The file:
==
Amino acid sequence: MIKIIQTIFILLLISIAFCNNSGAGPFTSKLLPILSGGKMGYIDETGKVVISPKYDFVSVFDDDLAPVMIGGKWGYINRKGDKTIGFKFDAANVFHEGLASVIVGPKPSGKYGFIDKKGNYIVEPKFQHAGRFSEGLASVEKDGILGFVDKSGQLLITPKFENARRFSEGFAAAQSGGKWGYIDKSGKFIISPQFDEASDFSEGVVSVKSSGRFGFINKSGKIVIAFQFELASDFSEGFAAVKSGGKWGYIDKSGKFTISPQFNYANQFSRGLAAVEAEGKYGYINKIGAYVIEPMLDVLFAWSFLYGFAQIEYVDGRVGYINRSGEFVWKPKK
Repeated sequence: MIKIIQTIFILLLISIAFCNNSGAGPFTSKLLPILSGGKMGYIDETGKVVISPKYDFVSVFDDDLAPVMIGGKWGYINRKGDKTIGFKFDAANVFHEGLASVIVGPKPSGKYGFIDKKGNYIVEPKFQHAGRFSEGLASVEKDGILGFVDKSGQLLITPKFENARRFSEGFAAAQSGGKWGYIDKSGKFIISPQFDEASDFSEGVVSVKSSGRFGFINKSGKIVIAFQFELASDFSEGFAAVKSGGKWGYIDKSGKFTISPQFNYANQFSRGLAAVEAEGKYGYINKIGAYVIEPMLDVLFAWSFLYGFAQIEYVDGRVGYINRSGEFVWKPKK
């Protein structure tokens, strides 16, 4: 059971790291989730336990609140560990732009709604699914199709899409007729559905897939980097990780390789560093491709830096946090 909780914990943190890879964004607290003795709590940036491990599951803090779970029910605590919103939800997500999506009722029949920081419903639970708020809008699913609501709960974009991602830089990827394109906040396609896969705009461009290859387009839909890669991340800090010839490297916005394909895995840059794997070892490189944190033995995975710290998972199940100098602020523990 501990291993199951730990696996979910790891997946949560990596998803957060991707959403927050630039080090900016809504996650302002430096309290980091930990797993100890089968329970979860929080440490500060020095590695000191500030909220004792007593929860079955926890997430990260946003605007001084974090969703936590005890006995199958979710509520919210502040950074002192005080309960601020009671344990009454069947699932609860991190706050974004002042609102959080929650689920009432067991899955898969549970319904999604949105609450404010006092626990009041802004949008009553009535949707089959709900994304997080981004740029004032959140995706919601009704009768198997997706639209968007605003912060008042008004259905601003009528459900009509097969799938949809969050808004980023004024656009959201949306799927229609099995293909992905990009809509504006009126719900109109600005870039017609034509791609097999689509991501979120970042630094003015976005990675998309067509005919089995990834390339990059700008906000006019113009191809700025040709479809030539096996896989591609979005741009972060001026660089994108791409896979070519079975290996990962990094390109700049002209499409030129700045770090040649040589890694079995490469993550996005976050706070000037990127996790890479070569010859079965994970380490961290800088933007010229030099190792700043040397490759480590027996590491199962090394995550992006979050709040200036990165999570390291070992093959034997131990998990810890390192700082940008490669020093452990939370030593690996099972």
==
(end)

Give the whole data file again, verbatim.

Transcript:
Amino acid sequence: MIKIIQTIFILLLISIAFCNNSGAGPFTSKLLPILSGGKMGYIDETGKVVISPKYDFVSVFDDDLAPVMIGGKWGYINRKGDKTIGFKFDAANVFHEGLASVIVGPKPSGKYGFIDKKGNYIVEPKFQHAGRFSEGLASVEKDGILGFVDKSGQLLITPKFENARRFSEGFAAAQSGGKWGYIDKSGKFIISPQFDEASDFSEGVVSVKSSGRFGFINKSGKIVIAFQFELASDFSEGFAAVKSGGKWGYIDKSGKFTISPQFNYANQFSRGLAAVEAEGKYGYINKIGAYVIEPMLDVLFAWSFLYGFAQIEYVDGRVGYINRSGEFVWKPKK
Repeated sequence: MIKIIQTIFILLLISIAFCNNSGAGPFTSKLLPILSGGKMGYIDETGKVVISPKYDFVSVFDDDLAPVMIGGKWGYINRKGDKTIGFKFDAANVFHEGLASVIVGPKPSGKYGFIDKKGNYIVEPKFQHAGRFSEGLASVEKDGILGFVDKSGQLLITPKFENARRFSEGFAAAQSGGKWGYIDKSGKFIISPQFDEASDFSEGVVSVKSSGRFGFINKSGKIVIAFQFELASDFSEGFAAVKSGGKWGYIDKSGKFTISPQFNYANQFSRGLAAVEAEGKYGYINKIGAYVIEPMLDVLFAWSFLYGFAQIEYVDGRVGYINRSGEFVWKPKK
């Protein structure tokens, strides 16, 4: 059971790291989730336990609140560990732009709604699914199709899409007729559905897939980097990780390789560093491709830096946090 909780914990943190890879964004607290003795709590940036491990599951803090779970029910605590919103939800997500999506009722029949920081419903639970708020809008699913609501709960974009991602830089990827394109906040396609896969705009461009290859387009839909890669991340800090010839490297916005394909895995840059794997070892490189944190033995995975710290998972199940100098602020523990 501990291993199951730990696996979910790891997946949560990596998803957060991707959403927050630039080090900016809504996650302002430096309290980091930990797993100890089968329970979860929080440490500060020095590695000191500030909220004792007593929860079955926890997430990260946003605007001084974090969703936590005890006995199958979710509520919210502040950074002192005080309960601020009671344990009454069947699932609860991190706050974004002042609102959080929650689920009432067991899955898969549970319904999604949105609450404010006092626990009041802004949008009553009535949707089959709900994304997080981004740029004032959140995706919601009704009768198997997706639209968007605003912060008042008004259905601003009528459900009509097969799938949809969050808004980023004024656009959201949306799927229609099995293909992905990009809509504006009126719900109109600005870039017609034509791609097999689509991501979120970042630094003015976005990675998309067509005919089995990834390339990059700008906000006019113009191809700025040709479809030539096996896989591609979005741009972060001026660089994108791409896979070519079975290996990962990094390109700049002209499409030129700045770090040649040589890694079995490469993550996005976050706070000037990127996790890479070569010859079965994970380490961290800088933007010229030099190792700043040397490759480590027996590491199962090394995550992006979050709040200036990165999570390291070992093959034997131990998990810890390192700082940008490669020093452990939370030593690996099972």